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Exercise After Breast Cancer Surgery Improves Shoulder Function, Quality of Life

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Patients with breast cancer who participate in a tailored exercise program after surgery have better shoulder function after 1 month compared with those who received usual care.

Woman lifting dumbbells | Image Credit: SEVENNINE_79 - stock.adobe.com

Aerobic exercise benefits patients with breast cancer | Image Credit: SEVENNINE_79 - stock.adobe.com

Research published in JAMA Surgery found patients with breast cancer who participated in a tailored exercise program immediately after breast cancer surgery improved shoulder function after 1 month.1

Acute discomfort and chronic complications are popular adverse outcomes patients with breast cancer face following surgery. Oftentimes, restricted shoulder range of motion (ROM) is a major adverse effect that has been known to disrupt patient quality of life (QOL) and prolong the recovery period.

Exercise has been recommended for patients with breast cancer following surgery to improve joint stiffness, muscle atrophy, shoulder function, and overall QOL. This coincides with the link between physical activity and a reduced risk of breast cancer development.2 Once a patient receives a diagnosis, exercise has also been found to decrease the risk of recurrence and help with adverse effects like fatigue, pain, depression, and lymphedema.

In a parallel-group, 2 arm randomized clinical trial, women aged 19 through 70 years old were enrolled from the Breast Cancer Center in the Republic of Korea between June 2020 through October 2021.1 Women were required to have a confirmed diagnosis of stage IV or lower breast cancer and were scheduled for a partial or total mastectomy.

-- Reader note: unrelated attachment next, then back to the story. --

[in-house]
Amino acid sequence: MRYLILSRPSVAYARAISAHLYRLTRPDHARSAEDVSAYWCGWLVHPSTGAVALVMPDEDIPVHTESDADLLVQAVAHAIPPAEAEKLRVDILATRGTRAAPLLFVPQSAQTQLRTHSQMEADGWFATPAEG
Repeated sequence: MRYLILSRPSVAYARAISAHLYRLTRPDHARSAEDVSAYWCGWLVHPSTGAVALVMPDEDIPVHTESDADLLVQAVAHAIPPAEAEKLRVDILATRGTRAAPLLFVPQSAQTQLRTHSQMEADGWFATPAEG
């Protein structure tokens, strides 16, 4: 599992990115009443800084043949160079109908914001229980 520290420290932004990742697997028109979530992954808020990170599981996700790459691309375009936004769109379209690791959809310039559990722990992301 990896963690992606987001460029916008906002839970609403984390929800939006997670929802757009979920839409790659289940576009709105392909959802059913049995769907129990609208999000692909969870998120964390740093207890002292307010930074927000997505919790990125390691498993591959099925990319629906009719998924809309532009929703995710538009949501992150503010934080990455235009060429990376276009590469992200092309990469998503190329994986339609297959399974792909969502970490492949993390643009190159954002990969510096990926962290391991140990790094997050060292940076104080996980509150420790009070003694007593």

The primary end point of the study was to assess shoulder ROM and strength across 6 different time points: the day before surgery, the day after surgery, 1 week post-operation, 2 weeks post-operation, 1 month post-operation, and 6 months post-operation. Outcomes were measured using shoulder passive ROM, shoulder strength, peak muscle force, and shoulder function measurements. Secondary outcomes were measured using shoulder pain and disability, surgical complications, and body composition.

A total of 56 patients, with an average age of 50.3, were randomized in the study. They were assigned either the exercise group or the usual care group in a 1:1 ratio.

Patients assigned to the exercise group completed tailored home-based stretching and resistance exercises for 4 supervised sessions on postoperative days 1 to 2, 7 to 10, 14 to 20, and 21 to 30, coinciding with surgeon visits. Throughout all 4 sessions, expert exercise specialists performed shoulder ROM and strength assessments under supervision for 20 to 30 minutes.

Patients with breast cancer assigned to the usual care group received an information booklet about breast care, breast cancer treatment, daily activities like post-operative wound care, nutrition, exercises, and self-examinations. This group did not receive any personalized exercise education or training following surgery.

Overall, 96.7% of participants completed the study in its entirety, with a 100% compliance rate for supervised sessions and a 97% compliance rate for home-based exercise sessions.

Results of the primary outcome assessments found 67.9% of patients in the exercise group had a full recovery in shoulder strength just 1 month after surgery, while 3.6% encompassed the usual care group (P < .001). After 6 months, 78.6% of patients had fully recovered shoulder ROM, while only 21.4% in the usual care group experienced improvement (P < .001). There were 85.7% of patients at the 6-month mark in the exercise group that had a full recovery, but the usual care group consisted of 17.9% of patients (P < .001).